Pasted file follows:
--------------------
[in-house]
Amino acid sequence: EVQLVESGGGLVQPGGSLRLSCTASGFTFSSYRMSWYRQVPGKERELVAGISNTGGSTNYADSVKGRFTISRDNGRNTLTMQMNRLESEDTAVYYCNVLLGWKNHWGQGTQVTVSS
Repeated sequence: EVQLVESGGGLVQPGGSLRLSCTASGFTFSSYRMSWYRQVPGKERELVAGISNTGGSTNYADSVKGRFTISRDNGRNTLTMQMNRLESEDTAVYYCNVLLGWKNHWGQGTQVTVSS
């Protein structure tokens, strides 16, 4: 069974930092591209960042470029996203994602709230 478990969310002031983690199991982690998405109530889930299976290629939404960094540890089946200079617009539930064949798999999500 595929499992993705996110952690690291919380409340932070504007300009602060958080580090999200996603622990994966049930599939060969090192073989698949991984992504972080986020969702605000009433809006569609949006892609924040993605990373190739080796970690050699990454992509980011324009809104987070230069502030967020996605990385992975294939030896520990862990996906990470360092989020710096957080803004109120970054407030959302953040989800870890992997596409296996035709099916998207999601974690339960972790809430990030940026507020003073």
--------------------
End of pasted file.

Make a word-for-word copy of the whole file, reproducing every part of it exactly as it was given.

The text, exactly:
[in-house]
Amino acid sequence: EVQLVESGGGLVQPGGSLRLSCTASGFTFSSYRMSWYRQVPGKERELVAGISNTGGSTNYADSVKGRFTISRDNGRNTLTMQMNRLESEDTAVYYCNVLLGWKNHWGQGTQVTVSS
Repeated sequence: EVQLVESGGGLVQPGGSLRLSCTASGFTFSSYRMSWYRQVPGKERELVAGISNTGGSTNYADSVKGRFTISRDNGRNTLTMQMNRLESEDTAVYYCNVLLGWKNHWGQGTQVTVSS
């Protein structure tokens, strides 16, 4: 069974930092591209960042470029996203994602709230 478990969310002031983690199991982690998405109530889930299976290629939404960094540890089946200079617009539930064949798999999500 595929499992993705996110952690690291919380409340932070504007300009602060958080580090999200996603622990994966049930599939060969090192073989698949991984992504972080986020969702605000009433809006569609949006892609924040993605990373190739080796970690050699990454992509980011324009809104987070230069502030967020996605990385992975294939030896520990862990996906990470360092989020710096957080803004109120970054407030959302953040989800870890992997596409296996035709099916998207999601974690339960972790809430990030940026507020003073």